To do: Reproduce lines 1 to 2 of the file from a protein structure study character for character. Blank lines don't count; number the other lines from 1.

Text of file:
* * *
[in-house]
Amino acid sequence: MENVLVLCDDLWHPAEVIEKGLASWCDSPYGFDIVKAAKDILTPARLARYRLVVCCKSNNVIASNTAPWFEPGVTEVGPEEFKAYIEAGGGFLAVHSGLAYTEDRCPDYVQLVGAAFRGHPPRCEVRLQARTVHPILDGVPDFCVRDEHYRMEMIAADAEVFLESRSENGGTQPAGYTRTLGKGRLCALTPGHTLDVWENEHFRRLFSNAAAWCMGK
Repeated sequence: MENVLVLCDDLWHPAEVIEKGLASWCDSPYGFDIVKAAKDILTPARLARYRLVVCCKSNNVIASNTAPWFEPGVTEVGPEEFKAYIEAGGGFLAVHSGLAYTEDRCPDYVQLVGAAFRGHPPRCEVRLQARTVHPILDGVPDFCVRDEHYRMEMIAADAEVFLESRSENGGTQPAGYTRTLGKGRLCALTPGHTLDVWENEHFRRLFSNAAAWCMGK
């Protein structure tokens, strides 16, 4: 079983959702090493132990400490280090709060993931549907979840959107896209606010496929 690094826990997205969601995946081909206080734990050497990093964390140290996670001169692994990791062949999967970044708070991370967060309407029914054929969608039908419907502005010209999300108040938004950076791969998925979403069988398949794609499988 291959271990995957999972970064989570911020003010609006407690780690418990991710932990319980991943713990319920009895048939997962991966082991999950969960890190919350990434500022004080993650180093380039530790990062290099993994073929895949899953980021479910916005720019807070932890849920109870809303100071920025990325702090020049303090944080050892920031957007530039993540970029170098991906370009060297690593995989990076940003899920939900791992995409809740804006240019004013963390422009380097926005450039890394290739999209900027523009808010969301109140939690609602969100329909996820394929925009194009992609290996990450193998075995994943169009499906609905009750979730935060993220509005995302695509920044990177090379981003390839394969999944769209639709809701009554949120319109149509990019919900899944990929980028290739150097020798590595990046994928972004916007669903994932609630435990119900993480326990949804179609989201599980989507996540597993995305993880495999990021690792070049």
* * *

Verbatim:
[in-house]
Amino acid sequence: MENVLVLCDDLWHPAEVIEKGLASWCDSPYGFDIVKAAKDILTPARLARYRLVVCCKSNNVIASNTAPWFEPGVTEVGPEEFKAYIEAGGGFLAVHSGLAYTEDRCPDYVQLVGAAFRGHPPRCEVRLQARTVHPILDGVPDFCVRDEHYRMEMIAADAEVFLESRSENGGTQPAGYTRTLGKGRLCALTPGHTLDVWENEHFRRLFSNAAAWCMGK